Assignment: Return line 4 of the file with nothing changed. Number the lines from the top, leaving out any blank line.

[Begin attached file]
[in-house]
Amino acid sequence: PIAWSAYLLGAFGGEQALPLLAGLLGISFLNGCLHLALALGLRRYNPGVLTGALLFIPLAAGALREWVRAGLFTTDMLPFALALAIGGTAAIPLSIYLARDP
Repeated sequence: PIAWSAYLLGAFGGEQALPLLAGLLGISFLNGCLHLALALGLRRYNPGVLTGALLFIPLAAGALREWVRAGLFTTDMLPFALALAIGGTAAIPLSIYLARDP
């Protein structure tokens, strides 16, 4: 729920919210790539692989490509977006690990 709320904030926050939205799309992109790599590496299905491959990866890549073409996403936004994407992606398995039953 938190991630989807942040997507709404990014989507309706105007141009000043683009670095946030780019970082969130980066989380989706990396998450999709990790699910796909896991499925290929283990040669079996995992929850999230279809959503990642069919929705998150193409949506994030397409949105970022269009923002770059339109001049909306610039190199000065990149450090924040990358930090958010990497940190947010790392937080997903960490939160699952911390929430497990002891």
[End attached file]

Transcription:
């Protein structure tokens, strides 16, 4: 729920919210790539692989490509977006690990 709320904030926050939205799309992109790599590496299905491959990866890549073409996403936004994407992606398995039953 938190991630989807942040997507709404990014989507309706105007141009000043683009670095946030780019970082969130980066989380989706990396998450999709990790699910796909896991499925290929283990040669079996995992929850999230279809959503990642069919929705998150193409949506994030397409949105970022269009923002770059339109001049909306610039190199000065990149450090924040990358930090958010990497940190947010790392937080997903960490939160699952911390929430497990002891």